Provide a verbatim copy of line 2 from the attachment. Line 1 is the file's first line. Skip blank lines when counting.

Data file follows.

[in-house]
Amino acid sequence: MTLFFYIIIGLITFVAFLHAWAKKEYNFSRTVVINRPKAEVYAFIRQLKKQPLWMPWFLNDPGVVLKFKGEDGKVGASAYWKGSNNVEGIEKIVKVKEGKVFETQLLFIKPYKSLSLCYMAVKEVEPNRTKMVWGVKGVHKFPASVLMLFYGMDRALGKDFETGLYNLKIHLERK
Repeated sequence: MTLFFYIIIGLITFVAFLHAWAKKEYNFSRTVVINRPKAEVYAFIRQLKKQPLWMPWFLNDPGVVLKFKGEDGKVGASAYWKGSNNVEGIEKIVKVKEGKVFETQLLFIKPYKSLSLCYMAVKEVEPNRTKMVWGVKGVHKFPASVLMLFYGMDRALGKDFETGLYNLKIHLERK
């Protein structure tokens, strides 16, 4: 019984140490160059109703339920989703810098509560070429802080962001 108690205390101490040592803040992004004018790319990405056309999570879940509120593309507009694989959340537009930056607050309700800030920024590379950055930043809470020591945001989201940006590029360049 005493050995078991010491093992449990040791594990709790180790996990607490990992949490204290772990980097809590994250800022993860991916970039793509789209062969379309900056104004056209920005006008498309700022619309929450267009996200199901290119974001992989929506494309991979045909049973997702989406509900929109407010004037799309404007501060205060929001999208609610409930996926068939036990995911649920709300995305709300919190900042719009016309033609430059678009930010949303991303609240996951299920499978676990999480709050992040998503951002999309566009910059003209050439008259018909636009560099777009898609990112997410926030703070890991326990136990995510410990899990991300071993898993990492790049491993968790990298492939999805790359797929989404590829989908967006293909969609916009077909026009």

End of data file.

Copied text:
Amino acid sequence: MTLFFYIIIGLITFVAFLHAWAKKEYNFSRTVVINRPKAEVYAFIRQLKKQPLWMPWFLNDPGVVLKFKGEDGKVGASAYWKGSNNVEGIEKIVKVKEGKVFETQLLFIKPYKSLSLCYMAVKEVEPNRTKMVWGVKGVHKFPASVLMLFYGMDRALGKDFETGLYNLKIHLERK